• Mawdryn Undead has the unfortunate distinction of contributing to one of the biggest and most widely discussed contradictions in the Doctor Who universe: the "UNIT dating controversy".
  • The Brigadier states that he has seen the Doctor regenerate twice. In fact, he has only seen him regenerate once, in DW: Planet of the Spiders The former might refer to ST: The Touch of the Nurazh or his thoughts on that the Third Doctor had changed back to the Second in DW: The Three Doctors. Alternatively, he might simply have chosen his words poorly and been referring to his knowledge of the Doctor's regeneration from Second to Third, even though he did not physically witness it. Also, his actual words are that he has 'seen it twice' which could just as easily refer to the after effects of regeneration (amnesia, disorientation, etc) and not the process itself.
  • With a whole cosmos to choose from, couldn't the Black Guardian have selected a more reliable assassin to deal with the Doctor than Turlough? He is limited to picking someone who will come in contact with the Doctor, having no power to directly influence what happens within the universe. Turlough is the most likely candidate of who he has to choose from.
  • If Mawdryn and his associates really wanted to die, couldn't they simply have rigged the engines of their ship to explode (as we see happen at the end of the story). The explosion would surely have been enough to scatter their molecules across space, making further regeneration impossible. The same would, after all, certainly kill a Time Lord. Their journey was in part meant to be a punishment. The engines might have been designed to be tamper-resistant.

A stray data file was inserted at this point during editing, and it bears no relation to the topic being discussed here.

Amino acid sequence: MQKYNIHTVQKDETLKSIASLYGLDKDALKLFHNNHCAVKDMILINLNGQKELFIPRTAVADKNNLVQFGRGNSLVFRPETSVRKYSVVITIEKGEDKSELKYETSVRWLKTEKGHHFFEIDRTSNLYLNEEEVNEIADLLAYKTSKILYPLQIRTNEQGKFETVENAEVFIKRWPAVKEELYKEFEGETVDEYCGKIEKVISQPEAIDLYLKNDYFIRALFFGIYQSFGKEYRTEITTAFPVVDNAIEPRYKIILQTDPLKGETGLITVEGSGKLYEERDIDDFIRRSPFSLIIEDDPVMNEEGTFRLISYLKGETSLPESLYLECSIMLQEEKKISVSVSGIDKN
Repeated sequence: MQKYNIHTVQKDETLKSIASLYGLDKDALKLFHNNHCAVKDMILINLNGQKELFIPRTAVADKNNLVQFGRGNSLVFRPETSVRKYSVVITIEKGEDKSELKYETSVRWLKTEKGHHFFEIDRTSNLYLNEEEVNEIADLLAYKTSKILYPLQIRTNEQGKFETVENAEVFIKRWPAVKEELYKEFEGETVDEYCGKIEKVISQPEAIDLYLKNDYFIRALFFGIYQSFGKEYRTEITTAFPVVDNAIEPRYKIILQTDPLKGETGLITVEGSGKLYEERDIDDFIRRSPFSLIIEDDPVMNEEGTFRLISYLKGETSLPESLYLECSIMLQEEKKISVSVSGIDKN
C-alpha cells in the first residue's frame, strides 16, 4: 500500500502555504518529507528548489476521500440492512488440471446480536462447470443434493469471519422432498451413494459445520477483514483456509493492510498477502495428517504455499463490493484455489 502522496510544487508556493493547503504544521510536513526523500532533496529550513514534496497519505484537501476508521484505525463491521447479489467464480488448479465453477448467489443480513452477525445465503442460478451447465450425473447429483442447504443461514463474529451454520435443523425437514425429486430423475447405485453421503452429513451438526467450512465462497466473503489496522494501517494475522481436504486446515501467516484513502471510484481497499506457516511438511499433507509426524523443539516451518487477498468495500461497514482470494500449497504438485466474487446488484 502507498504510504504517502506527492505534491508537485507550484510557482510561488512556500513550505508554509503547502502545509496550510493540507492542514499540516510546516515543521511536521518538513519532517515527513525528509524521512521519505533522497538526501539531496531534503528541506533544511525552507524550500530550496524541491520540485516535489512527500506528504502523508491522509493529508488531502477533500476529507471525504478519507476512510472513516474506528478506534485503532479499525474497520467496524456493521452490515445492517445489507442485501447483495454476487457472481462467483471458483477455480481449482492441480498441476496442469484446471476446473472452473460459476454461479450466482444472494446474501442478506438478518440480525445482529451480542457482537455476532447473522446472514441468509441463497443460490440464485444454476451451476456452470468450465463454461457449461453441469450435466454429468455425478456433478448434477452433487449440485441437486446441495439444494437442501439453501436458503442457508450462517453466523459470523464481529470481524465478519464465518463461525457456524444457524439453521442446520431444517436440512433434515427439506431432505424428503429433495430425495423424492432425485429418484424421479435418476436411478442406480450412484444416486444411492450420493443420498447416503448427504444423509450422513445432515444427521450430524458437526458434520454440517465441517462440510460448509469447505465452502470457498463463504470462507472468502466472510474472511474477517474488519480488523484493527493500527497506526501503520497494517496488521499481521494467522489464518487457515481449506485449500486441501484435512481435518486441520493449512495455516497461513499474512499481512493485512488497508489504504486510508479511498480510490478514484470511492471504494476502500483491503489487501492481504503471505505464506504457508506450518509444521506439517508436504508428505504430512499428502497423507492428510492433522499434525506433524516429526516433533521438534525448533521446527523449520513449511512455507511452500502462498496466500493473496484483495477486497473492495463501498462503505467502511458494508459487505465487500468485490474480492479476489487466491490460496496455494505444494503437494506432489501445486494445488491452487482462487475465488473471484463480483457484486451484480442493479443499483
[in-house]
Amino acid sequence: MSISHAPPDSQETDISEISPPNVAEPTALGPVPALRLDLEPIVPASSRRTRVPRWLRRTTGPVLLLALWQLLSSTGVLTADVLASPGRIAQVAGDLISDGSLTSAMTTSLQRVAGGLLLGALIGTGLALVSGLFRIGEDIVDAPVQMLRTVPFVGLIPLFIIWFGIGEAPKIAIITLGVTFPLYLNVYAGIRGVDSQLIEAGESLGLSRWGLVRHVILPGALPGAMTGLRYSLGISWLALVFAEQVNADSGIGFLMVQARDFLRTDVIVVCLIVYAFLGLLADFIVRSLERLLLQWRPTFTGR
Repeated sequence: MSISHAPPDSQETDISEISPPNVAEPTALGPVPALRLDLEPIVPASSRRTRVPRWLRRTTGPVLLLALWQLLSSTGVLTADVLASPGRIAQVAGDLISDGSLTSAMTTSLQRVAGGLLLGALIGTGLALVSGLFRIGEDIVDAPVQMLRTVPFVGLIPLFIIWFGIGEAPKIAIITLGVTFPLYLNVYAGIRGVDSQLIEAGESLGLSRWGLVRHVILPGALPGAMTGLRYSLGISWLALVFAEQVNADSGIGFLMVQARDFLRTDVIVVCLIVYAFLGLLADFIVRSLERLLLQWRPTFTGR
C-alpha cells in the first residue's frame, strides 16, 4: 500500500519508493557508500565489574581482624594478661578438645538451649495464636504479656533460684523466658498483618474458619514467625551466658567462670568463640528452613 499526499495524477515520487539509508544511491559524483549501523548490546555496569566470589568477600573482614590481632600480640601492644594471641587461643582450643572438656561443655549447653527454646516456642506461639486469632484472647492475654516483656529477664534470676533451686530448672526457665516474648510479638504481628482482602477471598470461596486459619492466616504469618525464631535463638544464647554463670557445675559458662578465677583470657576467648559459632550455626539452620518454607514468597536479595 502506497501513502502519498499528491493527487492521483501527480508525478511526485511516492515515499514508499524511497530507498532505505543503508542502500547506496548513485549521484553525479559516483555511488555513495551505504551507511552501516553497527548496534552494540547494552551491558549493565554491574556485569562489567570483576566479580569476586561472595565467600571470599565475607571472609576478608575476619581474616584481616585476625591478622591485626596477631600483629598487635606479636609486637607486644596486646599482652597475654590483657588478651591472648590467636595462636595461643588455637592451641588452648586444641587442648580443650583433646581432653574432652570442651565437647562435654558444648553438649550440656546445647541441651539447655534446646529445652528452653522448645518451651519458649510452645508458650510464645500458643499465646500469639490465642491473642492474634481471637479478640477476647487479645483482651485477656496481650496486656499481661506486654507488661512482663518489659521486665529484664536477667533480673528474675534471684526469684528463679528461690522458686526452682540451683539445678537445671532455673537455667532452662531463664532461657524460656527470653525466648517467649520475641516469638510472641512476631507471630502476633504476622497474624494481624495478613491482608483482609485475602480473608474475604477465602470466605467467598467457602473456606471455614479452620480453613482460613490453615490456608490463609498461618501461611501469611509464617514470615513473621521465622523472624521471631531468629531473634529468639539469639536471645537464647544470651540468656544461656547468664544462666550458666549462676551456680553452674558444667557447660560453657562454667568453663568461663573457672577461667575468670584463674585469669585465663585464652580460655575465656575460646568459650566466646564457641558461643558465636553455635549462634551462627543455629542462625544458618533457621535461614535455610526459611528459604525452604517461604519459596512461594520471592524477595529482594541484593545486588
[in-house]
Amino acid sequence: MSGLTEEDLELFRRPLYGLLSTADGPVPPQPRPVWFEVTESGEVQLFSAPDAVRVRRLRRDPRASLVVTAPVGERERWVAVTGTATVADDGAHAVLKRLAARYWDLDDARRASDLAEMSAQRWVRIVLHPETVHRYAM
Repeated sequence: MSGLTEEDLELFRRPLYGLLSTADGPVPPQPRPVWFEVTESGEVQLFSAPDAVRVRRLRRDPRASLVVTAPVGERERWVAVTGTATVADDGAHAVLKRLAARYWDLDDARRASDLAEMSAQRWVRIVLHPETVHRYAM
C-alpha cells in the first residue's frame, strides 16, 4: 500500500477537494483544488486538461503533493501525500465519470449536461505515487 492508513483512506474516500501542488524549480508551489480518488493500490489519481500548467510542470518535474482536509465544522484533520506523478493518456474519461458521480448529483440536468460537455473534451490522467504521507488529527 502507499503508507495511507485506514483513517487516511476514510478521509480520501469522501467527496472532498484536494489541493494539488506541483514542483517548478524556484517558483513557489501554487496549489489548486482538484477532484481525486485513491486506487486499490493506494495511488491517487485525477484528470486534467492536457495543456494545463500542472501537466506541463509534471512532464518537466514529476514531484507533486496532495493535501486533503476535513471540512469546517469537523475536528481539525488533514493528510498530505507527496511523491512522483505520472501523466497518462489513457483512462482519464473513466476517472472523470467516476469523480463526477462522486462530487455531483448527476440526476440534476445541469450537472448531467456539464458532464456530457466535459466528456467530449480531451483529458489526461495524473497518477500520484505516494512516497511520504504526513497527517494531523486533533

Continuity

  • The "Black Guardian Trilogy" continues in the story DW: Terminus.
  • The Doctor last encountered the Black Guardian in DW: The Armageddon Factor, in which he also hinted that what he thought was the White Guardian in DW: The Ribos Operation may have been the Black Guardian posing as his counterpart.
  • At the story's opening, Tegan is still unsure if she is finally free of the Mara, a reference to the previous story, DW: Snakedance.
  • Mawdryn Undead also makes the first explicit statement in the series that the current Doctor is the fifth incarnation.
  • Turlough's origins are finally explained in DW: Planet of Fire.
  • There are a series of flashbacks as the Brigadier remembers including:

Timeline

DVD, Video and Other Releases

This story along with DW: Terminus (TV story) and DW: Enlightenment (TV story) was released in The Black Guardian Trilogy Boxset on 10th August 2009 in the UK.

This story was released on VHS in November 1992.

Novelisation

Main article: Mawdryn Undead (novelisation)

See Also

to be added

External Links

  • BBC - Doctor Who - The Classic Series - Episode Guide: Mawdryn Undead
  • Doctor Who Reference Guide - Detailed Synopsis - Mawdryn Undead
  • Doctor Who: A Brief History of Time (Travel) - A Brief History of Time (Travel): Mawdryn Undead
  • The Locations Guide to Doctor Who, Torchwood and The Sarah Jane Adventures: Story Locations - Mawdryn Undead
Season 20
Arc of Infinity  • Snakedance  • Mawdryn Undead  • Terminus  • Enlightenment  • The King's Demons  
20th Anniversary Special: The Five Doctors

This article uses material from the "Mawdryn Undead" article on the Dr Who wiki at Wikia and is licensed under the Creative Commons Attribution-Share Alike License.